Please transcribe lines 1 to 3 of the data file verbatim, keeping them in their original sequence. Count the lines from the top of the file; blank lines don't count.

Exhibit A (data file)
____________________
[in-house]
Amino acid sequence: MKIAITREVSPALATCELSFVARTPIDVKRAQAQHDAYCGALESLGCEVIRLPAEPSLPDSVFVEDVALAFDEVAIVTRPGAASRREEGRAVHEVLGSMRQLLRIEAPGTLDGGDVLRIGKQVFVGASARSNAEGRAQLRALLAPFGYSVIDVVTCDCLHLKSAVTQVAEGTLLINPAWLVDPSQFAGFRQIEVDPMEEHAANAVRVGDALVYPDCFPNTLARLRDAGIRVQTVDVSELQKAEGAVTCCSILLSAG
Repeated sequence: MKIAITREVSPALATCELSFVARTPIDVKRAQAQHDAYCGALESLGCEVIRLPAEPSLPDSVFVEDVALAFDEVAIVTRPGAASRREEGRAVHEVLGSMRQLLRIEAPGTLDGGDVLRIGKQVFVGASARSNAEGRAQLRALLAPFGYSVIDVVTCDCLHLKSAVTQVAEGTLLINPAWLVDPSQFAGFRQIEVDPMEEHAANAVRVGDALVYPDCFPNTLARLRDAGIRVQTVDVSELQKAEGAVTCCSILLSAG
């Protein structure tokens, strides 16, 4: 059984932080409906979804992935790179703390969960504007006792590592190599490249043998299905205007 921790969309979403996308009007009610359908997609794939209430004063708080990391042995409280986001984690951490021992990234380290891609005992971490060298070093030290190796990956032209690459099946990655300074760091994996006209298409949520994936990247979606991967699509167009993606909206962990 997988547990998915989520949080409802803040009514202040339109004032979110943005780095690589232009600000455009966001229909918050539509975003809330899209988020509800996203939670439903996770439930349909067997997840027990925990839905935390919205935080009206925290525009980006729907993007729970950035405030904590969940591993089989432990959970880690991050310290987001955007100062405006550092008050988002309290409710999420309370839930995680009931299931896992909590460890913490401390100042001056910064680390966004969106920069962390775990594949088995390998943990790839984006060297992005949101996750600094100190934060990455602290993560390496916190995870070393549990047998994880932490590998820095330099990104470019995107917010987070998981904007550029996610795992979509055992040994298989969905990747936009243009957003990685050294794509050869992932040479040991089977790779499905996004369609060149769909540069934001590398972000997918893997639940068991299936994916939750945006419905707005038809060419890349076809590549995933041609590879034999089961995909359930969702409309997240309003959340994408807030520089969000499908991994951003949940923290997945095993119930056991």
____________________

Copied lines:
[in-house]
Amino acid sequence: MKIAITREVSPALATCELSFVARTPIDVKRAQAQHDAYCGALESLGCEVIRLPAEPSLPDSVFVEDVALAFDEVAIVTRPGAASRREEGRAVHEVLGSMRQLLRIEAPGTLDGGDVLRIGKQVFVGASARSNAEGRAQLRALLAPFGYSVIDVVTCDCLHLKSAVTQVAEGTLLINPAWLVDPSQFAGFRQIEVDPMEEHAANAVRVGDALVYPDCFPNTLARLRDAGIRVQTVDVSELQKAEGAVTCCSILLSAG
Repeated sequence: MKIAITREVSPALATCELSFVARTPIDVKRAQAQHDAYCGALESLGCEVIRLPAEPSLPDSVFVEDVALAFDEVAIVTRPGAASRREEGRAVHEVLGSMRQLLRIEAPGTLDGGDVLRIGKQVFVGASARSNAEGRAQLRALLAPFGYSVIDVVTCDCLHLKSAVTQVAEGTLLINPAWLVDPSQFAGFRQIEVDPMEEHAANAVRVGDALVYPDCFPNTLARLRDAGIRVQTVDVSELQKAEGAVTCCSILLSAG